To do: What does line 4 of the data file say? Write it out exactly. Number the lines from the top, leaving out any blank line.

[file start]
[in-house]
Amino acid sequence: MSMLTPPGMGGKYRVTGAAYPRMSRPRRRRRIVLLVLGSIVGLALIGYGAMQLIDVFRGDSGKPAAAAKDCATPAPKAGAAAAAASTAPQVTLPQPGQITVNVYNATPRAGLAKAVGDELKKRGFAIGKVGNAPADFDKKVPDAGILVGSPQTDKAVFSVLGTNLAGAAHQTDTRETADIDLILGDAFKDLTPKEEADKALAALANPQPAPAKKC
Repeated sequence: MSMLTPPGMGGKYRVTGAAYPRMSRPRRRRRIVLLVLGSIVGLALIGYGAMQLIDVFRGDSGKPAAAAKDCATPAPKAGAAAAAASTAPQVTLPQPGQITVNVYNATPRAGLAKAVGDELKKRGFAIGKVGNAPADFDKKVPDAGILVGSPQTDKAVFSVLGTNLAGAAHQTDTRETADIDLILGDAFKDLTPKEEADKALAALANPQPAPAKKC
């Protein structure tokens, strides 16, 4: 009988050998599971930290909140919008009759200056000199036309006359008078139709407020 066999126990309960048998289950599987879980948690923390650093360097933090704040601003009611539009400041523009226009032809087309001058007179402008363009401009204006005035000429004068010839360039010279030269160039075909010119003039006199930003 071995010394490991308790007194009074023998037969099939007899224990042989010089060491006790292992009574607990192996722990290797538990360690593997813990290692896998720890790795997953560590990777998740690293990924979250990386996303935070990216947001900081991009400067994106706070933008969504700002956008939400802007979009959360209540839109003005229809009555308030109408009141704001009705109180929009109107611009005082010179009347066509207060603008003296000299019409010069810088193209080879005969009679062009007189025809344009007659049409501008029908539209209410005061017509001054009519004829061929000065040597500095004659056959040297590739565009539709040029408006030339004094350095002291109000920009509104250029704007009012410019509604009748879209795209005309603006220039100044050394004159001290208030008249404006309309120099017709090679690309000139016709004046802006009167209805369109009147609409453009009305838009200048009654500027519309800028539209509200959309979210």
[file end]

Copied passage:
């Protein structure tokens, strides 16, 4: 009988050998599971930290909140919008009759200056000199036309006359008078139709407020 066999126990309960048998289950599987879980948690923390650093360097933090704040601003009611539009400041523009226009032809087309001058007179402008363009401009204006005035000429004068010839360039010279030269160039075909010119003039006199930003 071995010394490991308790007194009074023998037969099939007899224990042989010089060491006790292992009574607990192996722990290797538990360690593997813990290692896998720890790795997953560590990777998740690293990924979250990386996303935070990216947001900081991009400067994106706070933008969504700002956008939400802007979009959360209540839109003005229809009555308030109408009141704001009705109180929009109107611009005082010179009347066509207060603008003296000299019409010069810088193209080879005969009679062009007189025809344009007659049409501008029908539209209410005061017509001054009519004829061929000065040597500095004659056959040297590739565009539709040029408006030339004094350095002291109000920009509104250029704007009012410019509604009748879209795209005309603006220039100044050394004159001290208030008249404006309309120099017709090679690309000139016709004046802006009167209805369109009147609409453009009305838009200048009654500027519309800028539209509200959309979210």